Opinion |

In the Post-truth Era, Netanyahu Is the Inciter-in-chief

Netanyahu provides on a regular basis half-truths, populist declarations and alternative news, while his main objective is almost always to demonize Arabs and the left-wing camp.

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Israel's Prime Minister Benjamin Netanyahu.
Israel's Prime Minister Benjamin Netanyahu.Credit: Alex Kolomoisky

Donald Trump’s incitement and lie-filled campaign that led to his surprising victory in the American election, and prior to that the surprise of the British Brexit vote, have once again raised the discussion and the use of the term “post-truth.” Last week, Oxford Dictionaries declared post-truth to be its international word of the year, explaining it as “an adjective relating to or denoting circumstances in which objective facts are less influential in shaping public opinion than appeals to emotion and personal belief.”

Although mentioning Trump and Brexit, they forgot to note another major related event: Prime Minister Benjamin Netanyahu’s victory in Israel’s most recent election.

As in the case of Trump, Netanyahu’s surprising victory was achieved on the backdrop of a media and political era of post-truth. An era in which Israelis have less time, patience and desire to read news reports and delve into complex commentaries; in which there is an infinite supply of free media which diverts attention from facts; and in which everyone can choose the media outlet that tells them exactly what they want to hear.

In the era of post-truth, the post on Facebook has replaced the truth: For hundreds of thousands of Israelis social media and search engines are replacing the traditional media outlets, which are fighting for their survival and have declined in power.

In this alternative news space there is no clear hierarchy between truth and fiction, professional writers and self-appointed thinkers – and between personal opinion and fact. In these spaces conspiracy theories, lies, inventions and any material that spurs hatred and anger are flourishing, and along with them populist leaders who arouse them.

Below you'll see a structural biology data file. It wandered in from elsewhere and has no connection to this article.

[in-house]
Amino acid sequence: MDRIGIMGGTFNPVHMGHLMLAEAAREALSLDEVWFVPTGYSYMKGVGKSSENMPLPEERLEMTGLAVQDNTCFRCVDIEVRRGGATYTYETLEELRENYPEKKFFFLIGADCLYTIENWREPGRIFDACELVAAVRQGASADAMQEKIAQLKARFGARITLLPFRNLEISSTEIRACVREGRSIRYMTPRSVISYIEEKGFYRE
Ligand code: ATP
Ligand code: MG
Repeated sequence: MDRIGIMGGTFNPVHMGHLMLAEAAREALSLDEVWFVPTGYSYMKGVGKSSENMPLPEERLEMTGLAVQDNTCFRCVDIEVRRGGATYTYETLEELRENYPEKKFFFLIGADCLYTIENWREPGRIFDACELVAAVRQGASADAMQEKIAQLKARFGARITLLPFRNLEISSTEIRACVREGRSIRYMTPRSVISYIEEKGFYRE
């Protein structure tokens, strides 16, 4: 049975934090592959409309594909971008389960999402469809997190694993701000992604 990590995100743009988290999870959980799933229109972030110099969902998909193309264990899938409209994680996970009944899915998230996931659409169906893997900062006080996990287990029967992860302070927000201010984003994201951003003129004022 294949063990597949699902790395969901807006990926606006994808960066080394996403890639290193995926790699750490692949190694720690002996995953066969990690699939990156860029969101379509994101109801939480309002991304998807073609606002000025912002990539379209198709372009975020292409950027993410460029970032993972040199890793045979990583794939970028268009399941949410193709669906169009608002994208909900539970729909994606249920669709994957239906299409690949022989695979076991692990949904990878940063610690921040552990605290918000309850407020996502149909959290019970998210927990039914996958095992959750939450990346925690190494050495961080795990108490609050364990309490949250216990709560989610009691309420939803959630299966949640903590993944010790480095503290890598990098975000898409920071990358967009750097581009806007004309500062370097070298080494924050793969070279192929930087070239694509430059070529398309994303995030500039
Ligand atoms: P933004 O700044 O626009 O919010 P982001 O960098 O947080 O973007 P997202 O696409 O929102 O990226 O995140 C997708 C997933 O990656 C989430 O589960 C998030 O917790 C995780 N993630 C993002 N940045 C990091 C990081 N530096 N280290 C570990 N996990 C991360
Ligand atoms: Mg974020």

In order for this cycle to succeed it has to be fed regularly, and this is exactly where Netanyahu comes in. After all, post-truth politics helps him far more in the war he waged on the Israeli media, and his desire to control and weaken it, than any reprimand to an executive director of a television channel or implied threat to a newspaper publisher.

Netanyahu provides on a regular basis half-truths, populist declarations and alternative news, while his main objective is almost always to demonize Arabs and the left-wing camp. Among the prominent examples are the way in which he created an alternative news agenda with the declaration that it was the Mufti Haj Amin al-Husseini rather than Hitler who had the idea of annihilation of the Jews, statements such as: “In the environment in which we live we have to protect ourselves from the wild beasts around us,” and the use of dozens of video clips on Facebook, including a shameless one claiming that the Israeli left will allow ISIS into the country.

His declaration on election day that “right-wing rule is in danger. The Arab voters are moving in droves to the polls, the left-wing NGOs are bringing them by bus,” included all the materials that the Netanyahu propaganda is made of. Netanyahu, who only in the past week tried to evade accusations of incitement surrounding the assassination of Prime Minister Yitzhak Rabin 21 years ago, has in effect never abandoned his life’s work: inciter-in-chief.

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